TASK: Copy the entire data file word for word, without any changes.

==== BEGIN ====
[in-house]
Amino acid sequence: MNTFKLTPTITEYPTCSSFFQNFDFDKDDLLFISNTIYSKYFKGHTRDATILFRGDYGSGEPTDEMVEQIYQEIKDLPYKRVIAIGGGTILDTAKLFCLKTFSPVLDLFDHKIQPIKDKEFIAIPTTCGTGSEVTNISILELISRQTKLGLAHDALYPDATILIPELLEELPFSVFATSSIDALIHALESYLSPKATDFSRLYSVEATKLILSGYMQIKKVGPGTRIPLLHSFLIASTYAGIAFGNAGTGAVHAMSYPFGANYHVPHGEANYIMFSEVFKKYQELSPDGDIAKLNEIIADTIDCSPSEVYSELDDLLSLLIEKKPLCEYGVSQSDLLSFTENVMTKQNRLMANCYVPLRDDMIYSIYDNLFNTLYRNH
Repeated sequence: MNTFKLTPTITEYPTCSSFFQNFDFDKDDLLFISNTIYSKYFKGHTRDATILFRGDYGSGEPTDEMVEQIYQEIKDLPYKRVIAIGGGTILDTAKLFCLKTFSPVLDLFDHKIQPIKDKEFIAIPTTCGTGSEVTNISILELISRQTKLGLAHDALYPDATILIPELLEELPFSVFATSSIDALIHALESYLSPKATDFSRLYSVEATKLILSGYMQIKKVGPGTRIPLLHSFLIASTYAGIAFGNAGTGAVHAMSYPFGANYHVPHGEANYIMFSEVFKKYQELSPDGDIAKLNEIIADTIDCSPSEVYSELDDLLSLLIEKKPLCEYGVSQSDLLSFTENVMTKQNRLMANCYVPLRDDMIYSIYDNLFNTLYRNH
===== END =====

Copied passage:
[in-house]
Amino acid sequence: MNTFKLTPTITEYPTCSSFFQNFDFDKDDLLFISNTIYSKYFKGHTRDATILFRGDYGSGEPTDEMVEQIYQEIKDLPYKRVIAIGGGTILDTAKLFCLKTFSPVLDLFDHKIQPIKDKEFIAIPTTCGTGSEVTNISILELISRQTKLGLAHDALYPDATILIPELLEELPFSVFATSSIDALIHALESYLSPKATDFSRLYSVEATKLILSGYMQIKKVGPGTRIPLLHSFLIASTYAGIAFGNAGTGAVHAMSYPFGANYHVPHGEANYIMFSEVFKKYQELSPDGDIAKLNEIIADTIDCSPSEVYSELDDLLSLLIEKKPLCEYGVSQSDLLSFTENVMTKQNRLMANCYVPLRDDMIYSIYDNLFNTLYRNH
Repeated sequence: MNTFKLTPTITEYPTCSSFFQNFDFDKDDLLFISNTIYSKYFKGHTRDATILFRGDYGSGEPTDEMVEQIYQEIKDLPYKRVIAIGGGTILDTAKLFCLKTFSPVLDLFDHKIQPIKDKEFIAIPTTCGTGSEVTNISILELISRQTKLGLAHDALYPDATILIPELLEELPFSVFATSSIDALIHALESYLSPKATDFSRLYSVEATKLILSGYMQIKKVGPGTRIPLLHSFLIASTYAGIAFGNAGTGAVHAMSYPFGANYHVPHGEANYIMFSEVFKKYQELSPDGDIAKLNEIIADTIDCSPSEVYSELDDLLSLLIEKKPLCEYGVSQSDLLSFTENVMTKQNRLMANCYVPLRDDMIYSIYDNLFNTLYRNH